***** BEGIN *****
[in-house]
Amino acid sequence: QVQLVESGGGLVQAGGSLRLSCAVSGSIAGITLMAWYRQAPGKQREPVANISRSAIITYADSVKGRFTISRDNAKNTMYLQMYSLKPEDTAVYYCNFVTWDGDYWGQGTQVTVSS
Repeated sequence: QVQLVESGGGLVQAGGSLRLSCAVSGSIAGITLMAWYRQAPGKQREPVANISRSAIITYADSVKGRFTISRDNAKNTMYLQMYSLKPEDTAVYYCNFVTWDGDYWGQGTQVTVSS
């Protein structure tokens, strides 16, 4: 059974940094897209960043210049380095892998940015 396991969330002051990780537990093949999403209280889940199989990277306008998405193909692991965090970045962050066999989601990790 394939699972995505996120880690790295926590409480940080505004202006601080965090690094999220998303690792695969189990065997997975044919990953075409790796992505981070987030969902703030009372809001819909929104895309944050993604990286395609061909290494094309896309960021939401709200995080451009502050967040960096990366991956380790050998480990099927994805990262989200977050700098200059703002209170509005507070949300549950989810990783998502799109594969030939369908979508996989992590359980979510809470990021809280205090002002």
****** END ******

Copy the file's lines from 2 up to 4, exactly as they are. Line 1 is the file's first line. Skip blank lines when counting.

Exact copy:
Amino acid sequence: QVQLVESGGGLVQAGGSLRLSCAVSGSIAGITLMAWYRQAPGKQREPVANISRSAIITYADSVKGRFTISRDNAKNTMYLQMYSLKPEDTAVYYCNFVTWDGDYWGQGTQVTVSS
Repeated sequence: QVQLVESGGGLVQAGGSLRLSCAVSGSIAGITLMAWYRQAPGKQREPVANISRSAIITYADSVKGRFTISRDNAKNTMYLQMYSLKPEDTAVYYCNFVTWDGDYWGQGTQVTVSS
């Protein structure tokens, strides 16, 4: 059974940094897209960043210049380095892998940015 396991969330002051990780537990093949999403209280889940199989990277306008998405193909692991965090970045962050066999989601990790 394939699972995505996120880690790295926590409480940080505004202006601080965090690094999220998303690792695969189990065997997975044919990953075409790796992505981070987030969902703030009372809001819909929104895309944050993604990286395609061909290494094309896309960021939401709200995080451009502050967040960096990366991956380790050998480990099927994805990262989200977050700098200059703002209170509005507070949300549950989810990783998502799109594969030939369908979508996989992590359980979510809470990021809280205090002002």